Why Take Action for Choice?
Since having the abortion, I’ve interned for the Feminist Majority Foundation, gone to conferences and protests and become a full-fledged activist. Some people think that the right to a safe abortion isn’t an issue we have to worry about. It is legal to have an abortion, so what am I fighting for? My father asked me why I’ve become such an activist for choice. Surely not all people who have an abortion become activists.
I became an activist because of the new restrictions on abortion and new Supreme Court justices that are openly against abortion who could reverse Roe v. Wade—the landmark case that made abortion legal. There are states that are limiting women’s access to abortion. In some places, women have to be over 18 to have one or go before a court and have a judge rule about what goes on in their bodies. Some states only allow abortion for women whose lives are in danger or in cases of rape and incest.
Even though abortion is “legal,” it’s not available to everyone. Mississippi, for example, only has one abortion clinic, making access to abortion impossible for poor women who cannot afford to travel across the state for two consultations. Also, repeated arsons, attempted murders and picketing of clinics make abortion dangerous and force some clinics to close. The increasing limitations on abortion are undeniable, and many people are activists simply because of those facts.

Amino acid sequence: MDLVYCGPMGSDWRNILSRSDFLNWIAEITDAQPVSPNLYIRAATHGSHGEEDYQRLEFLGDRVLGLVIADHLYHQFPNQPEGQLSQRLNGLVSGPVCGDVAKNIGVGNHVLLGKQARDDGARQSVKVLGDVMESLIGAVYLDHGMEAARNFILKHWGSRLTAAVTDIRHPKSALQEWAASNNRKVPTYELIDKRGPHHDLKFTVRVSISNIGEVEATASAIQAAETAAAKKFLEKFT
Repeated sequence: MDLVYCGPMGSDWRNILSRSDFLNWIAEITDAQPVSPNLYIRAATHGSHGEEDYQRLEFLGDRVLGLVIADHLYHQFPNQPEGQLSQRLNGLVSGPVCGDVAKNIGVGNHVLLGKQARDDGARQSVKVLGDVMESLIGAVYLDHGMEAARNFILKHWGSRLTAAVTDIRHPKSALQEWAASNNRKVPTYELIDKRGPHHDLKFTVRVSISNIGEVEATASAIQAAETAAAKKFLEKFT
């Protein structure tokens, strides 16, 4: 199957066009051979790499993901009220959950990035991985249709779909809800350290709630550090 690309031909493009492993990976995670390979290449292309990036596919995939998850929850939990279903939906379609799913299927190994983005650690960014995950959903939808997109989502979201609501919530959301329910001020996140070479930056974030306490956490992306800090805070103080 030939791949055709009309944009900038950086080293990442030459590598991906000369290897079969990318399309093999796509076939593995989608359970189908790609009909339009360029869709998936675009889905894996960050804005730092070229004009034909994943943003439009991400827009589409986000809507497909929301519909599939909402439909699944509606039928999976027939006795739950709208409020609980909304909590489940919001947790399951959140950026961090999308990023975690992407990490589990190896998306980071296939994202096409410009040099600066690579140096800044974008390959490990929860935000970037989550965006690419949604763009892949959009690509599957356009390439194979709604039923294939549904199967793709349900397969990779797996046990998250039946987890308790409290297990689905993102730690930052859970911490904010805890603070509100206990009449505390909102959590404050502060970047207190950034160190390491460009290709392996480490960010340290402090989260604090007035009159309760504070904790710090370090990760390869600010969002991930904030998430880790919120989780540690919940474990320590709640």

The site does give advice on abstinence and actually permits some non-anti abstinence messages to leak out. But don't let that fool you, the site editors are clearly on the side of pitting themselves against abstinence advice as evidenced in this youTube interview with Congressman Henry Waxman simply titled Comprehensive Sex Ed vs Abstinence Only. Why are they against abstinence only programs? Because as the teen experts say in the video, "they are misleading, give false information and leave many questions unanswered". How's that for a broad brush attack by "objective" teens that are tasked to educate your children about sex?
The real problem with this site is that it is mainstreamed, heavily networked with groups that have messages that differ with many parents and are designed to take the parent out of the equation. Finally they are working with your government and already in your schools by recruiting liberally minded sexually active teens to petition for the Sex Etc. preferred sex ed programs. See The Roadmap: A Teen Guide to Changing Your School's Sex Ed if you don't believe me.
Rutgers Answer, their Sex ETC distribution site and various advocacy interests are working 24x7 against parental involvement, and now Fox TV is getting that message out. Why? In this respect they are no different than drug dealers and pushers except the drug in this case is a liberalized form of sex education for children. Parents need not attend.
Terry Trippany is the Editor and Publisher of Webloggin.